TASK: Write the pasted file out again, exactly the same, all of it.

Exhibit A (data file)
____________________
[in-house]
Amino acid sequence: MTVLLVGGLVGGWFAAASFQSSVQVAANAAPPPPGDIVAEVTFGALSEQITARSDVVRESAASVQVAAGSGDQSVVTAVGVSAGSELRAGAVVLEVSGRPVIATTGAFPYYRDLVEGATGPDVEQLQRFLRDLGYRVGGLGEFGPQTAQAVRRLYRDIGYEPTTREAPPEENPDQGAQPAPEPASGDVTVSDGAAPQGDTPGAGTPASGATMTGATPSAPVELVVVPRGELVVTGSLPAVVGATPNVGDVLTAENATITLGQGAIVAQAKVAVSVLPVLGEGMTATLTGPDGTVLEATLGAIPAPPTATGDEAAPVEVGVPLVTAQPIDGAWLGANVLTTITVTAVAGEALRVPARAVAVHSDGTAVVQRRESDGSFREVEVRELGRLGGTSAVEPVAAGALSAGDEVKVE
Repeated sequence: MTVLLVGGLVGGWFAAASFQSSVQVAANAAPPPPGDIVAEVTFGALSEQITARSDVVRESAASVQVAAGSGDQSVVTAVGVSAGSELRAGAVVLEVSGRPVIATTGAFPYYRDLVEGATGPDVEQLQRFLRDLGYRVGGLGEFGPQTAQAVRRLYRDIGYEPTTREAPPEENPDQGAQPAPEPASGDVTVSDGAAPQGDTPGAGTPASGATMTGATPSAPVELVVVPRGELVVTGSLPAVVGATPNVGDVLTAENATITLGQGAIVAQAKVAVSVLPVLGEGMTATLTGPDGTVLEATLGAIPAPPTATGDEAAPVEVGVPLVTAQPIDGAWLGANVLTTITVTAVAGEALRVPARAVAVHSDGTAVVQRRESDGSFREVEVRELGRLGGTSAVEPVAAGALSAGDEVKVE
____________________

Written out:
[in-house]
Amino acid sequence: MTVLLVGGLVGGWFAAASFQSSVQVAANAAPPPPGDIVAEVTFGALSEQITARSDVVRESAASVQVAAGSGDQSVVTAVGVSAGSELRAGAVVLEVSGRPVIATTGAFPYYRDLVEGATGPDVEQLQRFLRDLGYRVGGLGEFGPQTAQAVRRLYRDIGYEPTTREAPPEENPDQGAQPAPEPASGDVTVSDGAAPQGDTPGAGTPASGATMTGATPSAPVELVVVPRGELVVTGSLPAVVGATPNVGDVLTAENATITLGQGAIVAQAKVAVSVLPVLGEGMTATLTGPDGTVLEATLGAIPAPPTATGDEAAPVEVGVPLVTAQPIDGAWLGANVLTTITVTAVAGEALRVPARAVAVHSDGTAVVQRRESDGSFREVEVRELGRLGGTSAVEPVAAGALSAGDEVKVE
Repeated sequence: MTVLLVGGLVGGWFAAASFQSSVQVAANAAPPPPGDIVAEVTFGALSEQITARSDVVRESAASVQVAAGSGDQSVVTAVGVSAGSELRAGAVVLEVSGRPVIATTGAFPYYRDLVEGATGPDVEQLQRFLRDLGYRVGGLGEFGPQTAQAVRRLYRDIGYEPTTREAPPEENPDQGAQPAPEPASGDVTVSDGAAPQGDTPGAGTPASGATMTGATPSAPVELVVVPRGELVVTGSLPAVVGATPNVGDVLTAENATITLGQGAIVAQAKVAVSVLPVLGEGMTATLTGPDGTVLEATLGAIPAPPTATGDEAAPVEVGVPLVTAQPIDGAWLGANVLTTITVTAVAGEALRVPARAVAVHSDGTAVVQRRESDGSFREVEVRELGRLGGTSAVEPVAAGALSAGDEVKVE